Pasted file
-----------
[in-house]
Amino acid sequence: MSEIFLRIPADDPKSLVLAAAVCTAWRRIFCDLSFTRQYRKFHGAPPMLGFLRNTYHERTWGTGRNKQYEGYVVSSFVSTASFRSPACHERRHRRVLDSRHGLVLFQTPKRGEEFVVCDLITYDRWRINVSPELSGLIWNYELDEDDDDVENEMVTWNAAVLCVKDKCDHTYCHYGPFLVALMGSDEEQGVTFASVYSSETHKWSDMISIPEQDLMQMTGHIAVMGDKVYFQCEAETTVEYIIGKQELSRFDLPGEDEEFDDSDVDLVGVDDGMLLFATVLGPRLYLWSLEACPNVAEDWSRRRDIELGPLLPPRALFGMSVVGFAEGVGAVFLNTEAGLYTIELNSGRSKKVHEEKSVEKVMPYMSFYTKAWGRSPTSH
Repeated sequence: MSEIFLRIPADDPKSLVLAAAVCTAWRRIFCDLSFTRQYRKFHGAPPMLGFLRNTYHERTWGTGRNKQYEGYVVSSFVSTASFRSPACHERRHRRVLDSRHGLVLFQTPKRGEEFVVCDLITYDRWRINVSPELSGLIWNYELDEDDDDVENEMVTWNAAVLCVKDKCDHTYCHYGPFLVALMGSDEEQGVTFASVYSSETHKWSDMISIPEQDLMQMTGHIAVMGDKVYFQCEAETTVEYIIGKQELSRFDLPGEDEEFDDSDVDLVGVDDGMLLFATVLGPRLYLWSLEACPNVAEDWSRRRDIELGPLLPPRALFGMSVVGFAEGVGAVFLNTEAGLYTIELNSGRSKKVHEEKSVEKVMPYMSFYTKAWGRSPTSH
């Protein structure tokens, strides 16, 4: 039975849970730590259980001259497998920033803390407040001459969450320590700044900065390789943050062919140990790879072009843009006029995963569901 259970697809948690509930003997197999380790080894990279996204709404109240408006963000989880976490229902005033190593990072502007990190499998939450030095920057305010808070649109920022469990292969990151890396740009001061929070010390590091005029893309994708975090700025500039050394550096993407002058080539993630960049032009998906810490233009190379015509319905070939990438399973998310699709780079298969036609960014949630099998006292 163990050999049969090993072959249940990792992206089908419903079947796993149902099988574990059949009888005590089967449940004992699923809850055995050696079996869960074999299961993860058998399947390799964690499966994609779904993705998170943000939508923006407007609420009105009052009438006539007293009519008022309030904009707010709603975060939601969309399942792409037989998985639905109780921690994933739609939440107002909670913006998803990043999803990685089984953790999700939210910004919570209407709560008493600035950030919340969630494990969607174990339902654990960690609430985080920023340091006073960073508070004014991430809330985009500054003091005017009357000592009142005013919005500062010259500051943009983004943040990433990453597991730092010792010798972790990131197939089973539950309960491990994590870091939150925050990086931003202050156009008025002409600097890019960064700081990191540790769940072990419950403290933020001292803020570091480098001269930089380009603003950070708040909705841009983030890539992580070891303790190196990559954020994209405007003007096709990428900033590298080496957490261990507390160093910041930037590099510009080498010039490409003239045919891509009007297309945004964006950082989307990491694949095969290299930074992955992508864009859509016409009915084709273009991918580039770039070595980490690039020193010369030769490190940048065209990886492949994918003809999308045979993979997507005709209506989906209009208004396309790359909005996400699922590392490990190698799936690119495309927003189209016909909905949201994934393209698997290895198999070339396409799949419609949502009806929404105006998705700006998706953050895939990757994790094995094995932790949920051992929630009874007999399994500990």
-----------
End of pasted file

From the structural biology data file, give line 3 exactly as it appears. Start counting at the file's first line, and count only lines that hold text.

Repeated sequence: MSEIFLRIPADDPKSLVLAAAVCTAWRRIFCDLSFTRQYRKFHGAPPMLGFLRNTYHERTWGTGRNKQYEGYVVSSFVSTASFRSPACHERRHRRVLDSRHGLVLFQTPKRGEEFVVCDLITYDRWRINVSPELSGLIWNYELDEDDDDVENEMVTWNAAVLCVKDKCDHTYCHYGPFLVALMGSDEEQGVTFASVYSSETHKWSDMISIPEQDLMQMTGHIAVMGDKVYFQCEAETTVEYIIGKQELSRFDLPGEDEEFDDSDVDLVGVDDGMLLFATVLGPRLYLWSLEACPNVAEDWSRRRDIELGPLLPPRALFGMSVVGFAEGVGAVFLNTEAGLYTIELNSGRSKKVHEEKSVEKVMPYMSFYTKAWGRSPTSH